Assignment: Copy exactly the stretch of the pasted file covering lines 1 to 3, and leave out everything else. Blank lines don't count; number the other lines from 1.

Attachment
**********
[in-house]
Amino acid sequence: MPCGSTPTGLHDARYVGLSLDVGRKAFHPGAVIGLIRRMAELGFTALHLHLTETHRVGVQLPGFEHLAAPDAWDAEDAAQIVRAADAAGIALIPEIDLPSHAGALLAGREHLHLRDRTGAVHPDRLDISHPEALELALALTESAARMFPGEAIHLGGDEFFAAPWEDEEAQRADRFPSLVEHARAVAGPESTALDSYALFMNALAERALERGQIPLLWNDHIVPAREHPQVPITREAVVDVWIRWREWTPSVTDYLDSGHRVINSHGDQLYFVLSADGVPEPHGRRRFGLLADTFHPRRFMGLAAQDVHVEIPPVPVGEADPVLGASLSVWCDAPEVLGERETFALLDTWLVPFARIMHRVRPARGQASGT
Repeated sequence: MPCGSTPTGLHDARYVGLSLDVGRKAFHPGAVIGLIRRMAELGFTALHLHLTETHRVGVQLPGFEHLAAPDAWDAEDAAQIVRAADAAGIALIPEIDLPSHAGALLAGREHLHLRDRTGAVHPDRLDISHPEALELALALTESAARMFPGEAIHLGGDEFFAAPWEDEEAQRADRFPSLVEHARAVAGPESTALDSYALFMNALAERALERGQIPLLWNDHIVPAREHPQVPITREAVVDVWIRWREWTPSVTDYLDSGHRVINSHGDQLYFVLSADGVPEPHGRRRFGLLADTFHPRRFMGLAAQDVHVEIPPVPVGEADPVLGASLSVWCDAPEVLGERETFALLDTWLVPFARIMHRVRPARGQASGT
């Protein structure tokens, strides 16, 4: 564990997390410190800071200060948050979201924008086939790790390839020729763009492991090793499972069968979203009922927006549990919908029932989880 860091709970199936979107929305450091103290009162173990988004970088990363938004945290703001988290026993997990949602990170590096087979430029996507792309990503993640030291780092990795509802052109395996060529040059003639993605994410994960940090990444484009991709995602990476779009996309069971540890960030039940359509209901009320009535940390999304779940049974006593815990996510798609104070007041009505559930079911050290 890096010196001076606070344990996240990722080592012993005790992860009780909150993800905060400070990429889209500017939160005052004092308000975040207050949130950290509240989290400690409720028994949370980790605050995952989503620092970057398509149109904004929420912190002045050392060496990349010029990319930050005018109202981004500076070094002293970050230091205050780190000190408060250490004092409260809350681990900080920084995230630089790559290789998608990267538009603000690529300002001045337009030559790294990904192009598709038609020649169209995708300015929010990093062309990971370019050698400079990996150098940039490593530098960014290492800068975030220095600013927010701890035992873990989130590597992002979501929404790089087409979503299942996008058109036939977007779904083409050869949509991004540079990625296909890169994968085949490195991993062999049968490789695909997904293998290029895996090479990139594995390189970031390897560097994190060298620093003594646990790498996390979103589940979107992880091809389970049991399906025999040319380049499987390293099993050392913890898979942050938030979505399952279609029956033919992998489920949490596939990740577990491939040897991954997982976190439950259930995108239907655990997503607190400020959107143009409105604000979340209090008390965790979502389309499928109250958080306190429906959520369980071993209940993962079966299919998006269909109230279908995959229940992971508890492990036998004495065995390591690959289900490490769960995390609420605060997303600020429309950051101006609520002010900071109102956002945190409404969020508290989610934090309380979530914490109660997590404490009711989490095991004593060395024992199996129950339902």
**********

[in-house]
Amino acid sequence: MPCGSTPTGLHDARYVGLSLDVGRKAFHPGAVIGLIRRMAELGFTALHLHLTETHRVGVQLPGFEHLAAPDAWDAEDAAQIVRAADAAGIALIPEIDLPSHAGALLAGREHLHLRDRTGAVHPDRLDISHPEALELALALTESAARMFPGEAIHLGGDEFFAAPWEDEEAQRADRFPSLVEHARAVAGPESTALDSYALFMNALAERALERGQIPLLWNDHIVPAREHPQVPITREAVVDVWIRWREWTPSVTDYLDSGHRVINSHGDQLYFVLSADGVPEPHGRRRFGLLADTFHPRRFMGLAAQDVHVEIPPVPVGEADPVLGASLSVWCDAPEVLGERETFALLDTWLVPFARIMHRVRPARGQASGT
Repeated sequence: MPCGSTPTGLHDARYVGLSLDVGRKAFHPGAVIGLIRRMAELGFTALHLHLTETHRVGVQLPGFEHLAAPDAWDAEDAAQIVRAADAAGIALIPEIDLPSHAGALLAGREHLHLRDRTGAVHPDRLDISHPEALELALALTESAARMFPGEAIHLGGDEFFAAPWEDEEAQRADRFPSLVEHARAVAGPESTALDSYALFMNALAERALERGQIPLLWNDHIVPAREHPQVPITREAVVDVWIRWREWTPSVTDYLDSGHRVINSHGDQLYFVLSADGVPEPHGRRRFGLLADTFHPRRFMGLAAQDVHVEIPPVPVGEADPVLGASLSVWCDAPEVLGERETFALLDTWLVPFARIMHRVRPARGQASGT